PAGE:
The monk tax
The idea of going to college seems to be falling out of favor. It’s expensive, and not all that useful, and saddles most graduates with debt, the naysayers argue. All this, in spite of incontrovertible data that education still pays1. But I want to draw our attention not to college, not to how they are administered, not to those who pass through them, but to that which contains all of these–the University.
66 institutions have had an unbroken existence from the 16th century to the present day, and of those, 62 are universities2. This is an astonishing fact given that universities wield almost no power, and compared to other institutions such as parliaments or corporations, have very little impact in the short term. This longevity can only be explained by the fact that we as a society recognize at some deep, unstated level that universities are crucial and worth preserving.
But crucial to what, and how?
In the ancient world, Buddhist monks would go from door to door asking for alms. They were called bhikku, or bhikshu 3, which stems from the Sanskrit root for “beg” (bhik). This pattern is repeated in all major religions. All have a monastic tradition, and one that usually survives on charity.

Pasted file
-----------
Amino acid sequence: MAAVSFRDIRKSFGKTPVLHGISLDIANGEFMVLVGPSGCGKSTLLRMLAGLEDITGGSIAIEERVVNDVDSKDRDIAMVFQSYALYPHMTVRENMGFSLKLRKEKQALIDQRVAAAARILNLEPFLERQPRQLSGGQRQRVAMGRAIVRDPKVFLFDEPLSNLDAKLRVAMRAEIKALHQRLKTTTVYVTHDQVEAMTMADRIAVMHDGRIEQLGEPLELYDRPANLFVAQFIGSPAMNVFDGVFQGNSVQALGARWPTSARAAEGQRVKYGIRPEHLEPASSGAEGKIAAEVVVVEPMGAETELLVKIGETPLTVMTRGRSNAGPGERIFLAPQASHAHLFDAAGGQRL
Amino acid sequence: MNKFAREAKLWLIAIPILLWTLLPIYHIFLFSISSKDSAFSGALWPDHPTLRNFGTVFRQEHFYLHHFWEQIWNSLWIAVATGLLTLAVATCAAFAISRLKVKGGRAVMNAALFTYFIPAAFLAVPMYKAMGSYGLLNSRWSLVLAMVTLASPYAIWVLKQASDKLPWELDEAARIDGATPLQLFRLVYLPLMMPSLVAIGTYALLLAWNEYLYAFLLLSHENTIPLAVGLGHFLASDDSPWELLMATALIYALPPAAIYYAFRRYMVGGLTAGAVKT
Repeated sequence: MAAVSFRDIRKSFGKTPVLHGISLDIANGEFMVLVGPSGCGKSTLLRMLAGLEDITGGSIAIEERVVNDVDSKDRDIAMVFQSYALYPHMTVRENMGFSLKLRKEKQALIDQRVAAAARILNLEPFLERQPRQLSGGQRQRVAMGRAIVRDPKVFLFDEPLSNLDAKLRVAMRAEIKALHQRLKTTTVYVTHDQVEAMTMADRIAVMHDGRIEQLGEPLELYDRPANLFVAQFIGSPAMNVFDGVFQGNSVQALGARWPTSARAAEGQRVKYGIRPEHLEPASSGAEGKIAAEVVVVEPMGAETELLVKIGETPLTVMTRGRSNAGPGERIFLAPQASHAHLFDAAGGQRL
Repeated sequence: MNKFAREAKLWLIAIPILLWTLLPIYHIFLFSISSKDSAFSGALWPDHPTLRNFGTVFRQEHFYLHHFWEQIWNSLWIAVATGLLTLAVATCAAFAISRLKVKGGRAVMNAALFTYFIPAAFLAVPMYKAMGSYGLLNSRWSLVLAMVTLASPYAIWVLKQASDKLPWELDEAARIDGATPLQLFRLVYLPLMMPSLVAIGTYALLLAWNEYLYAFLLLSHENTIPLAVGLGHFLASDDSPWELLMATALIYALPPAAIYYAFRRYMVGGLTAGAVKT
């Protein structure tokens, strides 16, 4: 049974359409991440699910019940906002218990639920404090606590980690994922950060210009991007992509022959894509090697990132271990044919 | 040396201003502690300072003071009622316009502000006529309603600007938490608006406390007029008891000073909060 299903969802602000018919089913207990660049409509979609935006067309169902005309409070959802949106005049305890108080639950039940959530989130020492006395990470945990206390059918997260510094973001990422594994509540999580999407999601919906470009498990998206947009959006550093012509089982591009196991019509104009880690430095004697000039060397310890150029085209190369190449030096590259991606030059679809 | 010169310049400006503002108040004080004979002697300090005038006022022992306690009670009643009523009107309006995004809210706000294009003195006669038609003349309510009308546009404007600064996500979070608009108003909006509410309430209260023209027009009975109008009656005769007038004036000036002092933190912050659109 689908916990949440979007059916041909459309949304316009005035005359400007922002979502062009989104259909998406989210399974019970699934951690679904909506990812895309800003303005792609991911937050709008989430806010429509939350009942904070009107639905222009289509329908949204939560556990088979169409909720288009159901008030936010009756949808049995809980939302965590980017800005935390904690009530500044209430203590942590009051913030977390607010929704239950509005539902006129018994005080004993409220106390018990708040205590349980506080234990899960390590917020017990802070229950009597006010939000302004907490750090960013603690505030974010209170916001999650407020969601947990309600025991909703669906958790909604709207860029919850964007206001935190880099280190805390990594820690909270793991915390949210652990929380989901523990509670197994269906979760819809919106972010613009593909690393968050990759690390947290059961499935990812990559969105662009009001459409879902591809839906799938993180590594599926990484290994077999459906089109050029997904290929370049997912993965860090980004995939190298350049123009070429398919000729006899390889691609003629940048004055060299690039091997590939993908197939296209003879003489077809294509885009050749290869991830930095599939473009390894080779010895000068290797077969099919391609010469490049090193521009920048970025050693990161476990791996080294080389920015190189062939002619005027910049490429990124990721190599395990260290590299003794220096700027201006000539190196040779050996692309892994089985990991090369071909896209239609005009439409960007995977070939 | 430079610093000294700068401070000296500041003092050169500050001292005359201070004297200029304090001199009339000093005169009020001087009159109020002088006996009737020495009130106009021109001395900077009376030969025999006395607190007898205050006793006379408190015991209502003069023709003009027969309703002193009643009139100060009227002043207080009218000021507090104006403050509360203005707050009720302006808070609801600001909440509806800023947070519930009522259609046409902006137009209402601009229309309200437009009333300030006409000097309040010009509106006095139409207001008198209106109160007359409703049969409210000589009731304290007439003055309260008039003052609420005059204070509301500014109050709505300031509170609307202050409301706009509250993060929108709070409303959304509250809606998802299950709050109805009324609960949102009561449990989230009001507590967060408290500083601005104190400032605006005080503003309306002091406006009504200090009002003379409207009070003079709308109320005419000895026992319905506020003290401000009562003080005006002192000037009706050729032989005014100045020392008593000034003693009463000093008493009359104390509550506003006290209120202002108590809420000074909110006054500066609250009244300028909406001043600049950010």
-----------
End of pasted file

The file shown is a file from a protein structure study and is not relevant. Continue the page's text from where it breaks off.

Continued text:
The earliest universities were nothing but learning monasteries4. From the dawn of civilization society has been paying a “monk tax”, supporting those who have to some extent checked out from the turbulence of day-to-day life to focus deeply on something for the longer-term.
In this sense, universities are like the seed corn of civilization. Eating your seed corn might fill you now, but will surely lead to famine in the future.
And now we have come full circle. In the modern world, if you want to check out from the turbulence of day-to-day life to focus deeply on something, but not in a religious way, and do so surrounded by a few kindred souls, the place to do that is a university.
At their core, universities are modern, secular monasteries.